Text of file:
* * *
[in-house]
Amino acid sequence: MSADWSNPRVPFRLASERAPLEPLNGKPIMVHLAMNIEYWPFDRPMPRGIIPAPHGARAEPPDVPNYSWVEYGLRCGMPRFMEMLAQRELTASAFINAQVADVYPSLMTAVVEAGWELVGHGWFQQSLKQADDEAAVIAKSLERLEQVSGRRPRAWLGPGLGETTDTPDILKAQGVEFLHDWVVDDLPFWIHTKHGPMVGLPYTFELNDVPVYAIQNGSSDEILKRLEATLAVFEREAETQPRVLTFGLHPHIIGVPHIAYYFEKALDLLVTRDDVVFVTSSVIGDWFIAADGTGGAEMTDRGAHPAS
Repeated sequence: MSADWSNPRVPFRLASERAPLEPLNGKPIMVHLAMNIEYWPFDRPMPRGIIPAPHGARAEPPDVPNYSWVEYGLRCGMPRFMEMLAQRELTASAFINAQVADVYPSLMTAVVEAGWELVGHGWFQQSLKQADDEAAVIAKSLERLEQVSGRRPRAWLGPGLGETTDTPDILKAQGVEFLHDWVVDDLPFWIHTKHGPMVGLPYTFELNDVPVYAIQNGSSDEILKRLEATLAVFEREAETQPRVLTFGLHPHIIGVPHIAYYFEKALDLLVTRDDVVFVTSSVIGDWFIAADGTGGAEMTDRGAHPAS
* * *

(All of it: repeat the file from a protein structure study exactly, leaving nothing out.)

[in-house]
Amino acid sequence: MSADWSNPRVPFRLASERAPLEPLNGKPIMVHLAMNIEYWPFDRPMPRGIIPAPHGARAEPPDVPNYSWVEYGLRCGMPRFMEMLAQRELTASAFINAQVADVYPSLMTAVVEAGWELVGHGWFQQSLKQADDEAAVIAKSLERLEQVSGRRPRAWLGPGLGETTDTPDILKAQGVEFLHDWVVDDLPFWIHTKHGPMVGLPYTFELNDVPVYAIQNGSSDEILKRLEATLAVFEREAETQPRVLTFGLHPHIIGVPHIAYYFEKALDLLVTRDDVVFVTSSVIGDWFIAADGTGGAEMTDRGAHPAS
Repeated sequence: MSADWSNPRVPFRLASERAPLEPLNGKPIMVHLAMNIEYWPFDRPMPRGIIPAPHGARAEPPDVPNYSWVEYGLRCGMPRFMEMLAQRELTASAFINAQVADVYPSLMTAVVEAGWELVGHGWFQQSLKQADDEAAVIAKSLERLEQVSGRRPRAWLGPGLGETTDTPDILKAQGVEFLHDWVVDDLPFWIHTKHGPMVGLPYTFELNDVPVYAIQNGSSDEILKRLEATLAVFEREAETQPRVLTFGLHPHIIGVPHIAYYFEKALDLLVTRDDVVFVTSSVIGDWFIAADGTGGAEMTDRGAHPAS